P.M. Lawrence is a commenter from across the pond who revels in picking at various nits here, some of which are worth picking, some not so much. Always erudite and informative, his comments often open up some neglected ethics trap doors, and in this comment of the day in response to my post about Patriot’s Day, the regional holiday of my beloved Massachusetts that commemorated the Battles of Concord and Lexington. (The only “famous” incident that occurred that same day in 1775 in my home town Arlington, then Menotomy, Mass., was that Jason Russell and some fellow Minute Men were massacred by British soldiers as they retreated from Concord.)
P.M. took umbrage at my characterization of the day’s events as “the inspiring story of how ragtag groups of volunteers faced off against the trained soldiers of the most powerful country on Earth.” This is certainly how I was taught about the early days of the Revolution, and despite P.M’s objections, I’m not certain that it wasn’t accurate enough for regional history. The matter naturally raises the ethical conundrum at the end of “The Man Who Shot Liberty Valance”when the old newspaper editor says, “When the legend becomes fact, print the legend.”
I’m generally in P.M.’s camp regarding fake history. As thrilling as it is to see Jim Bowie die fighting off multiple Mexican soldiers from his sickbed in the Alamo, it just plain didn’t happen, and his death shouldn’t be portrayed that way. I am not so certain that P.M. picked a valid historical nit to pick this time however, but he still earned a Comment of the Day (the last paragraph is from a follow-up comment) on the post, Morning Ethics Warm-Up, 4/15/2019: Patriots Day! Jackie Robinson Day!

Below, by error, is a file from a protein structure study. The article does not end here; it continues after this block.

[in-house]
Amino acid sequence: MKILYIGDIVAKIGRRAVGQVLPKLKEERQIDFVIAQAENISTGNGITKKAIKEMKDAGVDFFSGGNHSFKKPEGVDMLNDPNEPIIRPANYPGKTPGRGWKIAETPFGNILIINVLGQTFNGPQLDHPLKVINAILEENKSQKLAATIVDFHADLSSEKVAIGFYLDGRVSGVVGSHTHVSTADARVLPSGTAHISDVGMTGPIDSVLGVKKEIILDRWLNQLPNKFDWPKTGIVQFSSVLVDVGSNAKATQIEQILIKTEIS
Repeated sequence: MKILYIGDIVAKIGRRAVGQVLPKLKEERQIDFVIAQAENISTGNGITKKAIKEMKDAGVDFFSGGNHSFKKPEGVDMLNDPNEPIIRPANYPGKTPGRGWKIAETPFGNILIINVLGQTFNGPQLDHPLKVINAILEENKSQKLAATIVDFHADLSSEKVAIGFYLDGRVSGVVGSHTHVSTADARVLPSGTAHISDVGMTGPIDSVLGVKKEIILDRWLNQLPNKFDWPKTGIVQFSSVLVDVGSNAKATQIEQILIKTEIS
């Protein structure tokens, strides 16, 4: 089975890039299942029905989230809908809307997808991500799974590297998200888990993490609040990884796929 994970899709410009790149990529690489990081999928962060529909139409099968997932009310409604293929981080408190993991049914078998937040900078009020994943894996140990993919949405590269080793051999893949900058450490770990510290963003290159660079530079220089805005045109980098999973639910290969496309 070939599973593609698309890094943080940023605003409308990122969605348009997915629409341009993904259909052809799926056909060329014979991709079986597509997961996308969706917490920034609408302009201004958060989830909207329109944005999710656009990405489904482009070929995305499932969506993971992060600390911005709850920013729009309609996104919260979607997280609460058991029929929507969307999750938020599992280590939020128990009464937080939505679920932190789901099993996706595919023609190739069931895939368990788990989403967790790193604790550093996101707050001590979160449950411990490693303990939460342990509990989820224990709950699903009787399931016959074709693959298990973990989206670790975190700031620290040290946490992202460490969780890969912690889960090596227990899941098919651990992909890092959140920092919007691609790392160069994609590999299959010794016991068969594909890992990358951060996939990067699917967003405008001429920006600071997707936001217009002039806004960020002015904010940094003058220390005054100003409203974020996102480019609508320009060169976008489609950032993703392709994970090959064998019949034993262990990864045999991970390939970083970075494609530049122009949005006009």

I’ll be back at the end for a few comments.
“… the inspiring story of how ragtag groups of volunteers faced off against the trained soldiers of the most powerful country on Earth …”
Sigh. This fallacy keeps cropping up and should not be perpetuated. I will deal with it properly when I get the chance to write the fuller replies to some related matters, but for now I will point out the following more accurate material, leaving it up to readers to go into denial or go and check for themselves, as they prefer:-
They did no such thing, though what they did do was quite impressive enough as it was. They faced up against sizeable numbers of highly trained soldiers. There is absolutely no need or justification for mis-stating that those highly trained soldiers were from “the most powerful country on Earth”; they weren’t, they were British. The very real accomplishment would have been the same if they had faced as many Dutch or Danish regulars.
At that time, Britain was the strongest single naval power, though not yet strong enough to stand against France’s and Spain’s navies combined (that came with Trafalgar in 1805). Britain wasn’t able to secure its sea communications adequately because of that, which showed very visibly at the Battle of Chesapeake Bay and its consequence that Yorktown didn’t turn into a Torres Vedras or at worst a Dunkirk or Corunna but rather a Dien Bien Phu.
Spain, France, Turkey, Russia and China were all more powerful than Britain (then), though only the first two had material out of area capability. Certainly the last four had larger economies. But those first two later became allies of the rebels! Though they weren’t yet in 1775, the rebels were trying to arrange it and may have been planning around it (though we can’t be sure).